Federal class action securities fraud filings hit a record pace in the first half of 2017. Over the past six months, plaintiffs initiated 226 securities fraud class actions in federal court, more than in any equivalent period since enactment of the Private Securities Litigation Reform Act of 1995 (PSLRA).
According to Securities Class Action Filings—2017 Midyear Assessment, a report by Cornerstone Research and the Stanford Law School Securities Class Action Clearinghouse, the 226 filings were 135 percent higher than the historical semiannual average of 96 filings between 1997 and 2016.
It’s not clear what’s behind the surge.
“The record-setting pace of securities fraud litigation in equity market trading is causing record-setting head scratching among many analysts,” said Joseph Grundfest, director of the Stanford Law School Securities Class Action Clearinghouse.
He offered that “part of the spike is clearly attributable to the migration of merger claims from state to federal court by plaintiffs looking to avoid the experienced, skeptical judiciary in Delaware.”
However, detouring around Delaware alone does not explain the spike.
“Another part of the spike seems attributable to a decline in the quality of complaints filed by attorneys who have re-calibrated their business strategies to pursue a portfolio of cases with more remote payoffs because the costs of building such a portfolio remains low,” he said.
Both traditional and M&A-related filings were at record levels. Traditional filings increased from 95 in the second half of 2016 to 131 in the first half of 2017. At the same time, M&A-related filings rose from 57 to 95.
“If the litigation rate of traditional securities class actions in the second half of 2017 equals that of the first half, the annual rate will nearly double the historical average,” said John Gould, a senior vice president at Cornerstone Research. “If one considers M&A filings as well, 2017 is on pace to be more than double the historical average.”
Since 2013, individuals have been appointed lead plaintiff more often than institutional investors. In contrast, from 2004 to 2012, institutional investors were as or more likely to be appointed as lead plaintiff as were individuals.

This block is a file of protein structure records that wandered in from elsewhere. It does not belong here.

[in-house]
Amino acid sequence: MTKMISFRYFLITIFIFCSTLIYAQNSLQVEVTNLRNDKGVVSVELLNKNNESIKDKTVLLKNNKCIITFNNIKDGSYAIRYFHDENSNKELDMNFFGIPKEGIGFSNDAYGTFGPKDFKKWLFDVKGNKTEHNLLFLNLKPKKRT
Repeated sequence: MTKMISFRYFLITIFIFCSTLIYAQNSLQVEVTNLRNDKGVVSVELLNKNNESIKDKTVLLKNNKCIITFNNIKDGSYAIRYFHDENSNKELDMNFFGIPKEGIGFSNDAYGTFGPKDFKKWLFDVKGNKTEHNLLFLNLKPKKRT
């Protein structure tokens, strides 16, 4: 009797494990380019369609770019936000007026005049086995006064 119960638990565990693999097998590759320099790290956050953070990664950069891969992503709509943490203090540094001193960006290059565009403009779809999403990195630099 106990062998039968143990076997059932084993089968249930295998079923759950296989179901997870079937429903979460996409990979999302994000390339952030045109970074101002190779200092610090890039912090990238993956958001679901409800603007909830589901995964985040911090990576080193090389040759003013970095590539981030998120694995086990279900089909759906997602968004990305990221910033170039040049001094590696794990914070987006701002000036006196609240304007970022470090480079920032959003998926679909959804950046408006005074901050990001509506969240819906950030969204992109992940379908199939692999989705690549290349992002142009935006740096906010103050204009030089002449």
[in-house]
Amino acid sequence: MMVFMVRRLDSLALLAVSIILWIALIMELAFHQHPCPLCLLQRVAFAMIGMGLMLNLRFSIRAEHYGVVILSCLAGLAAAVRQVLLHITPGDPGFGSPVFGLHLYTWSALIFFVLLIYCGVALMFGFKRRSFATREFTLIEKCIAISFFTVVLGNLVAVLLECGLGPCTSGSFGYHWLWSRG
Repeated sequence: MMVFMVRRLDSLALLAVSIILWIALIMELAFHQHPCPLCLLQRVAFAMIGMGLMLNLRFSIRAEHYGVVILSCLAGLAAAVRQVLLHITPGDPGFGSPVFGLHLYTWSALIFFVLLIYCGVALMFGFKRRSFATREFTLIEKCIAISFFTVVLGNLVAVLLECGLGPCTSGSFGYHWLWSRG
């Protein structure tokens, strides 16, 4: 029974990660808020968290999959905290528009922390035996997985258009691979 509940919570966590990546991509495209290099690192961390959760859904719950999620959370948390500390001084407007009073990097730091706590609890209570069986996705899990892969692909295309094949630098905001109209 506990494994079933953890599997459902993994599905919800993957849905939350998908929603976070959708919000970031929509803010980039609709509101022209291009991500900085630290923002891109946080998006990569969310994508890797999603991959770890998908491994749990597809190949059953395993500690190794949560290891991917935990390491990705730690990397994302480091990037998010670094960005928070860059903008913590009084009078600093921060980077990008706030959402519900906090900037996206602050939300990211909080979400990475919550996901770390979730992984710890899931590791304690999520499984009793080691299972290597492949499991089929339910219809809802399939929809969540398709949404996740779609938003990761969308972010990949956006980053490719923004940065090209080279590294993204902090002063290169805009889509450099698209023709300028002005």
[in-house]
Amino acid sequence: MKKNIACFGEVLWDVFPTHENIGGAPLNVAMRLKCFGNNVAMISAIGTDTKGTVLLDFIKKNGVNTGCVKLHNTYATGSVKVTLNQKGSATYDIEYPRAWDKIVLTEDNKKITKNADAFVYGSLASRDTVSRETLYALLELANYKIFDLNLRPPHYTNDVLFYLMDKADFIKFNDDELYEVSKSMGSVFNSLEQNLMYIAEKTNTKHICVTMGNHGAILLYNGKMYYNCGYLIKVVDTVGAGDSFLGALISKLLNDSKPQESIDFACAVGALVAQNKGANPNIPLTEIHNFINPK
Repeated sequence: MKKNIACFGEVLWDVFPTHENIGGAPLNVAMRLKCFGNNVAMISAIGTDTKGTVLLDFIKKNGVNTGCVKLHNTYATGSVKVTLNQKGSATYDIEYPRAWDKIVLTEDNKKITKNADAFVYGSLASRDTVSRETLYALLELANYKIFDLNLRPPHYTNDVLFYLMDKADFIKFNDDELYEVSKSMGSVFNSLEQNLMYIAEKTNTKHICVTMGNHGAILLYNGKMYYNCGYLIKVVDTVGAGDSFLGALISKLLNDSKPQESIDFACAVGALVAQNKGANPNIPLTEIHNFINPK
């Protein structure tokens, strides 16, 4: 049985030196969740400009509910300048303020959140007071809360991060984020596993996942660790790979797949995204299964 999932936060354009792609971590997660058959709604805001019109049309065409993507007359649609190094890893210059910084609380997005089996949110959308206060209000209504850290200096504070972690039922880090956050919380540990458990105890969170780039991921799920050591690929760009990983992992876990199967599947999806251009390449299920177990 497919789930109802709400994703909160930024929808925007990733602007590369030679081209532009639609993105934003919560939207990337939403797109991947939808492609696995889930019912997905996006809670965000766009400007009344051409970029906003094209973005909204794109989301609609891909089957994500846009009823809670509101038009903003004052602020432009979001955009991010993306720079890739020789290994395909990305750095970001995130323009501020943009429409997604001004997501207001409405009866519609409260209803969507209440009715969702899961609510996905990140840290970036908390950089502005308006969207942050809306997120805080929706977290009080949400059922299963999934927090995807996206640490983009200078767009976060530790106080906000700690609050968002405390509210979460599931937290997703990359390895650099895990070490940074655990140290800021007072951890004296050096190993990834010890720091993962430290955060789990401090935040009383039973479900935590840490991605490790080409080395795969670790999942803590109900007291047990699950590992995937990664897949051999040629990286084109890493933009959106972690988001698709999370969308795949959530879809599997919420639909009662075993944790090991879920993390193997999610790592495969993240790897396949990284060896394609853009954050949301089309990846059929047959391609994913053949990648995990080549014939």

Key trends identified in the study include:
- Disclosure Dollar Loss (DDL) rose to $74 billion in the first half of 2017, 23 percent above the historical semiannual average. Maximum Dollar Loss (MDL) dropped to $302 billion, on par with the historical semiannual average.
- Mega filings declined to 24 percent of DDL and 43 percent of MDL. There were three mega filings with a DDL of at least $5 billion and eight with an MDL of at least $10 billion.
- The “race to the courthouse” accelerated. For traditional filings, the median lag time to file from the end of the class period was eight days—the shortest lag time since enactment of the PSLRA. Between 2010 and the first half of 2017, plaintiffs filed 52 Section 11 cases in California state courts. The U.S. Supreme Court will address the use of state venues for adjudicating class actions with Section 11 claims in Cyan Inc. v. Beaver County Employees Retirement Fund.
- Filings against European firms were almost triple the historical semiannual average.
- The number of filings against S&P 500 firms in the first half of 2017 occurred at an annualized pace of 11.2 percent, the highest rate since 2002.
- Pharmaceutical firms were the most common targets of filings—the number at 2017 midyear already exceeds the full-year 2016 total.
- Third Circuit filings increased to 47, more than triple the number of filings in either the first or second half of 2016.
Cornerstone Research provides economic and financial consulting and expert testimony on complex litigation and regulatory proceedings. The firm has offices in Boston, Chicago, London, Los Angeles, New York, San Francisco, Silicon Valley, and Washington.
The Securities Class Action Clearinghouse (SCAC) is an source of data and analysis on the financial and economic characteristics of federal securities fraud class action litigation. The SCAC maintains a database of more than 4,000 securities class action lawsuits filed since passage of the Private Securities Litigation Reform Act of 1995.
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